Subjects: Practice of law.; Public utilities.; Taxation.

00:36:36 - The 1944 Democratic Convention

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Partial Transcript: The, uh, the two chapters in your book "The Great American Lottery" and, uh, "Washington Hot Seat" I thought were just, just wonderful, and I enjoyed them very much.

Segment Synopsis: Wyatt discusses his attendance of the 1944 Democratic National Convention in Chicago, Illinois, particularly the crisis after President Franklin D. Roosevelt named Harry Truman, rather than Alben Barkley, as his running mate for the 1944 presidential election. Wyatt notes that fellow Democrats Paul Porter, Leslie Biffle, and Lewis Schwellenbach were present.

Keywords: Alben W. Barkley; Bob Hannegan; Chicago (Ill.); Democratic Convention; Leslie Biffle; Lewis B. Schwellenbach; Paul A. Porter; Robert E. Hannegan

Subjects: Barkley, Alben William, 1877-1956.; Democratic National Convention; Democratic Party (Ky.); Politicians--Kentucky; Roosevelt, Franklin D. (Franklin Delano), 1882-1945.

00:46:09 - Americans for Democratic Action

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Partial Transcript: It was, um, during this, uh, uh, 1944, 1945 period that, uh, you became involved in the formation of the ADA. Is that, is that about the right time period--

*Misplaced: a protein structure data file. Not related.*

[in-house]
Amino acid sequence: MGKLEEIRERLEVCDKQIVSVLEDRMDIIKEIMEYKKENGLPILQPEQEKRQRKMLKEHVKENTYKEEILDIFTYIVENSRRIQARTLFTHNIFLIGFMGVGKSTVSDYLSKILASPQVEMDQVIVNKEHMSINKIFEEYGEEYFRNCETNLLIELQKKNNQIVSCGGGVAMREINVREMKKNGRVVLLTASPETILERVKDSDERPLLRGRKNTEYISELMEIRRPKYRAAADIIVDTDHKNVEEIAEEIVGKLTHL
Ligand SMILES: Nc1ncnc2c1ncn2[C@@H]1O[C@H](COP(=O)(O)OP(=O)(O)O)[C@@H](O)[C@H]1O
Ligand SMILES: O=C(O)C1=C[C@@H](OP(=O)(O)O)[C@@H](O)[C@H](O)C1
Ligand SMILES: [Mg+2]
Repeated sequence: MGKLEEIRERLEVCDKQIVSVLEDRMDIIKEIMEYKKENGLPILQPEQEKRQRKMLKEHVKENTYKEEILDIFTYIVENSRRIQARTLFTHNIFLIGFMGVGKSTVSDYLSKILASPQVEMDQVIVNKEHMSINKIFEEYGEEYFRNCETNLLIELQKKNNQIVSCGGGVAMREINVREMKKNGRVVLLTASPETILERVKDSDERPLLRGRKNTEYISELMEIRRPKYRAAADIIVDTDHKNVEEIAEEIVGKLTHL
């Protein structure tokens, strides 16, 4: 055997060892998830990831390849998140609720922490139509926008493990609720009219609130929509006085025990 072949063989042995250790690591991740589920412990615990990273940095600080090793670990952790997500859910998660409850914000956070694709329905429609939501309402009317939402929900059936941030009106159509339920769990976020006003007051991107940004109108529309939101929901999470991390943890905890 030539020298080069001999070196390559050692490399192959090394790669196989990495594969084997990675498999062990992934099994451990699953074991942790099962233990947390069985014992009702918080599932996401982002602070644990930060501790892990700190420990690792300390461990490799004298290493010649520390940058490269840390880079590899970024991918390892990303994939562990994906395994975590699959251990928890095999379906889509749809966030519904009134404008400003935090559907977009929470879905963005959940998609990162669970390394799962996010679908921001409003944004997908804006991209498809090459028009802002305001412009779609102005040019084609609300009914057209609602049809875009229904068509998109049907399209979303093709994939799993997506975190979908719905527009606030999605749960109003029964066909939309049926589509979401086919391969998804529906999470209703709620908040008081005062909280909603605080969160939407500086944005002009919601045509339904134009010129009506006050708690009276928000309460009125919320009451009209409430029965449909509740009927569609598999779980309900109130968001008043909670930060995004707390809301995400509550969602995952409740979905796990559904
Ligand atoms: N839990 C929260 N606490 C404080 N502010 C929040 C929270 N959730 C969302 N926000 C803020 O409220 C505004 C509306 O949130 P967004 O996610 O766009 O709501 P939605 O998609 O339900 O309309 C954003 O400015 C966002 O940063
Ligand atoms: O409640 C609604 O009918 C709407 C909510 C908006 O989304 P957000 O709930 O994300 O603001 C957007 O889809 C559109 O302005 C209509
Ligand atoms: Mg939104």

Segment Synopsis: Wyatt discusses the Americans for Democratic Action (ADA), an organization created in 1947, of which he was the first chairman, whose purpose was to ensure that New Deal policies remained in effect. He explains that in the administration of President Dwight Eisenhower, New Deal policies became permanent, lessening the need for such an organization.

Keywords: ADA; Democratic Party; Dwight D. Eisenhower; Franklin D. Roosevelt; Harry Truman

Subjects: Americans for Democratic Action.; New Deal, 1933-1939.; Truman, Harry, 1896-1980